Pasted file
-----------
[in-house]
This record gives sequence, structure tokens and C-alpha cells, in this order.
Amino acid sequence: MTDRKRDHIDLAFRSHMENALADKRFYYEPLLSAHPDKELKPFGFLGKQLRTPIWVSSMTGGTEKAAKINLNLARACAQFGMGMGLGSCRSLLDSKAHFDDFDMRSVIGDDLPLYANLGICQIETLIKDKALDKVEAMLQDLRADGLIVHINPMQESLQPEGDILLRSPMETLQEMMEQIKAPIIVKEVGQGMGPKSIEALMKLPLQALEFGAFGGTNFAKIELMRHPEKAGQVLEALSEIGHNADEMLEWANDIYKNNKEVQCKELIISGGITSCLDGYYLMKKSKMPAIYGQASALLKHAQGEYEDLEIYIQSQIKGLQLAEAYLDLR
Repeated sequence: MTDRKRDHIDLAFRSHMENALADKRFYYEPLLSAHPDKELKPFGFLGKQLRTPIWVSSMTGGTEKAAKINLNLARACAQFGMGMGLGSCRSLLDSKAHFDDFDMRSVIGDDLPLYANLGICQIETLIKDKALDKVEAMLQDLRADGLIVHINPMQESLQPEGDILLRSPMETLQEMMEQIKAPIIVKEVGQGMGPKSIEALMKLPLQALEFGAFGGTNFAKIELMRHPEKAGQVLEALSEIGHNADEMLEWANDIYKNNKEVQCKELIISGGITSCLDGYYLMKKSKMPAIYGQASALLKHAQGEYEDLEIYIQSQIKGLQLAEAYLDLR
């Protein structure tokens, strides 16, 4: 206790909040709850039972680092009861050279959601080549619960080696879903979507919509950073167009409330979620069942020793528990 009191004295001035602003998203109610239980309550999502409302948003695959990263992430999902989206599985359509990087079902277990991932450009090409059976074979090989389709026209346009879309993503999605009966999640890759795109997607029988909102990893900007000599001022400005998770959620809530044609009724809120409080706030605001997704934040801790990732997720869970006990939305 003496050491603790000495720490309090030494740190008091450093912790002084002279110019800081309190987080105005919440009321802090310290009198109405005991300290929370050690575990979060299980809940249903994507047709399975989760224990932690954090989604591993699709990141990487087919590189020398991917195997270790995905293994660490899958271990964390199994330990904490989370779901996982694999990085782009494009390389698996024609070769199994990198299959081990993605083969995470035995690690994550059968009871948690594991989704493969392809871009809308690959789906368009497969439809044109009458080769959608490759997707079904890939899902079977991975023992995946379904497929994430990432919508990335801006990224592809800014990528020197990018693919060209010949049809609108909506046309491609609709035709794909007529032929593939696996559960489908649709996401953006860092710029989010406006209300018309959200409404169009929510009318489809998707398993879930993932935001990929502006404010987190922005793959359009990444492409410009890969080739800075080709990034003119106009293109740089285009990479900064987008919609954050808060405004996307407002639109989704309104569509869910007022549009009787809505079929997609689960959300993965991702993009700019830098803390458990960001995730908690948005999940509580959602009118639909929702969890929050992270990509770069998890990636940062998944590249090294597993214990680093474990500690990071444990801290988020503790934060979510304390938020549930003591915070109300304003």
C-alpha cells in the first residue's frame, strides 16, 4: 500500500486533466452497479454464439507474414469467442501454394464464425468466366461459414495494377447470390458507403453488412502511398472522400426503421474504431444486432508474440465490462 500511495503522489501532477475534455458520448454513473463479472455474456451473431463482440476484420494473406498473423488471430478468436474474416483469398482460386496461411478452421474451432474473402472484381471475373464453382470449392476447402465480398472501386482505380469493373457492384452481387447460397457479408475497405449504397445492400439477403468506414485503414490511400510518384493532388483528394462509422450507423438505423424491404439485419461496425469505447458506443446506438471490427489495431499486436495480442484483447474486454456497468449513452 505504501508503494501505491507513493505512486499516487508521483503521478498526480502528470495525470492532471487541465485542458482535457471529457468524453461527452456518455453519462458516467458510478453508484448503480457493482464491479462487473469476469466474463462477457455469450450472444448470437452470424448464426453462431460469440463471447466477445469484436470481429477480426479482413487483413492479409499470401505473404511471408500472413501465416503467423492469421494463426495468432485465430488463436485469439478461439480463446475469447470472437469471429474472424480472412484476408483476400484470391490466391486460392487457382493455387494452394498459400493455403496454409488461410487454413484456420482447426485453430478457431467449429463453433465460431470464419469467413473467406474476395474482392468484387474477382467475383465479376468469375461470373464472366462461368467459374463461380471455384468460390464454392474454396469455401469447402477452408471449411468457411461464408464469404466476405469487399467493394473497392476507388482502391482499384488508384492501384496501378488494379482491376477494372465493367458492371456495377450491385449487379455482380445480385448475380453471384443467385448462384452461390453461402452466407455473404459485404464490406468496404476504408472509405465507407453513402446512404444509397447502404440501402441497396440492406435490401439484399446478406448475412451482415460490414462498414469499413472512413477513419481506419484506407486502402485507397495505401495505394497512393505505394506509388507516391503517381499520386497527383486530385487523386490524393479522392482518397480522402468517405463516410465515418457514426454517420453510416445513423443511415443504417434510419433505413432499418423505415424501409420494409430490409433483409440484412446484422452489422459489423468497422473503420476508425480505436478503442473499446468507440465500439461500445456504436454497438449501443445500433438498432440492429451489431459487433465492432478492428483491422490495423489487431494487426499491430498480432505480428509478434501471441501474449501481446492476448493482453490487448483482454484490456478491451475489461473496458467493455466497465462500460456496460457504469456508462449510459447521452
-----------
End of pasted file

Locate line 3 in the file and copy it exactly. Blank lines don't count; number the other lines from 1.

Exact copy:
Amino acid sequence: MTDRKRDHIDLAFRSHMENALADKRFYYEPLLSAHPDKELKPFGFLGKQLRTPIWVSSMTGGTEKAAKINLNLARACAQFGMGMGLGSCRSLLDSKAHFDDFDMRSVIGDDLPLYANLGICQIETLIKDKALDKVEAMLQDLRADGLIVHINPMQESLQPEGDILLRSPMETLQEMMEQIKAPIIVKEVGQGMGPKSIEALMKLPLQALEFGAFGGTNFAKIELMRHPEKAGQVLEALSEIGHNADEMLEWANDIYKNNKEVQCKELIISGGITSCLDGYYLMKKSKMPAIYGQASALLKHAQGEYEDLEIYIQSQIKGLQLAEAYLDLR